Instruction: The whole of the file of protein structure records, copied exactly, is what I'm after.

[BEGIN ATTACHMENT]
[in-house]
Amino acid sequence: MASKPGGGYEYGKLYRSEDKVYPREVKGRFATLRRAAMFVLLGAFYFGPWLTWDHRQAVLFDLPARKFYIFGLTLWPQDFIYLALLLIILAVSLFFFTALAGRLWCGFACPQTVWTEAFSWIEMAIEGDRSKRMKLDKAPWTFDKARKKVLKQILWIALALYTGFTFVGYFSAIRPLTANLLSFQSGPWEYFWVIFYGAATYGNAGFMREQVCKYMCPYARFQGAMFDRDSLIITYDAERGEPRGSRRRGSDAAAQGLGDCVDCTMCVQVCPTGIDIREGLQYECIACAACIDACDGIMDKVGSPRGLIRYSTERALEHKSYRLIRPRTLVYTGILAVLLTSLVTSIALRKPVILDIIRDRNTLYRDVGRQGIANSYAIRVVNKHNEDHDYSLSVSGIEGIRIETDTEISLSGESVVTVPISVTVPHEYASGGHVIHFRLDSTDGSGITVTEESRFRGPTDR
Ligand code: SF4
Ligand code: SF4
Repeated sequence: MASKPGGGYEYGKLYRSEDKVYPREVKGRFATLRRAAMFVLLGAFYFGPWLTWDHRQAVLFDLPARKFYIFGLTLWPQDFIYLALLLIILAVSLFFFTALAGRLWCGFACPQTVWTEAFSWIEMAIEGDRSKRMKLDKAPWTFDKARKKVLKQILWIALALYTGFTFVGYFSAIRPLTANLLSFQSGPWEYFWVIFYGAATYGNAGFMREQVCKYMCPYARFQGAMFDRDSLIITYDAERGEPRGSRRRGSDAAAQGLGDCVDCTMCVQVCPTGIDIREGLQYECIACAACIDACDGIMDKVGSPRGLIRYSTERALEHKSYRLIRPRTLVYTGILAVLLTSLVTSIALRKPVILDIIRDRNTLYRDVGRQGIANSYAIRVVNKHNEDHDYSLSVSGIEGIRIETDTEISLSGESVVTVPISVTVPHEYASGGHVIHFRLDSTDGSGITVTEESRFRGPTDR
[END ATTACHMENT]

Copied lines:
[in-house]
Amino acid sequence: MASKPGGGYEYGKLYRSEDKVYPREVKGRFATLRRAAMFVLLGAFYFGPWLTWDHRQAVLFDLPARKFYIFGLTLWPQDFIYLALLLIILAVSLFFFTALAGRLWCGFACPQTVWTEAFSWIEMAIEGDRSKRMKLDKAPWTFDKARKKVLKQILWIALALYTGFTFVGYFSAIRPLTANLLSFQSGPWEYFWVIFYGAATYGNAGFMREQVCKYMCPYARFQGAMFDRDSLIITYDAERGEPRGSRRRGSDAAAQGLGDCVDCTMCVQVCPTGIDIREGLQYECIACAACIDACDGIMDKVGSPRGLIRYSTERALEHKSYRLIRPRTLVYTGILAVLLTSLVTSIALRKPVILDIIRDRNTLYRDVGRQGIANSYAIRVVNKHNEDHDYSLSVSGIEGIRIETDTEISLSGESVVTVPISVTVPHEYASGGHVIHFRLDSTDGSGITVTEESRFRGPTDR
Ligand code: SF4
Ligand code: SF4
Repeated sequence: MASKPGGGYEYGKLYRSEDKVYPREVKGRFATLRRAAMFVLLGAFYFGPWLTWDHRQAVLFDLPARKFYIFGLTLWPQDFIYLALLLIILAVSLFFFTALAGRLWCGFACPQTVWTEAFSWIEMAIEGDRSKRMKLDKAPWTFDKARKKVLKQILWIALALYTGFTFVGYFSAIRPLTANLLSFQSGPWEYFWVIFYGAATYGNAGFMREQVCKYMCPYARFQGAMFDRDSLIITYDAERGEPRGSRRRGSDAAAQGLGDCVDCTMCVQVCPTGIDIREGLQYECIACAACIDACDGIMDKVGSPRGLIRYSTERALEHKSYRLIRPRTLVYTGILAVLLTSLVTSIALRKPVILDIIRDRNTLYRDVGRQGIANSYAIRVVNKHNEDHDYSLSVSGIEGIRIETDTEISLSGESVVTVPISVTVPHEYASGGHVIHFRLDSTDGSGITVTEESRFRGPTDR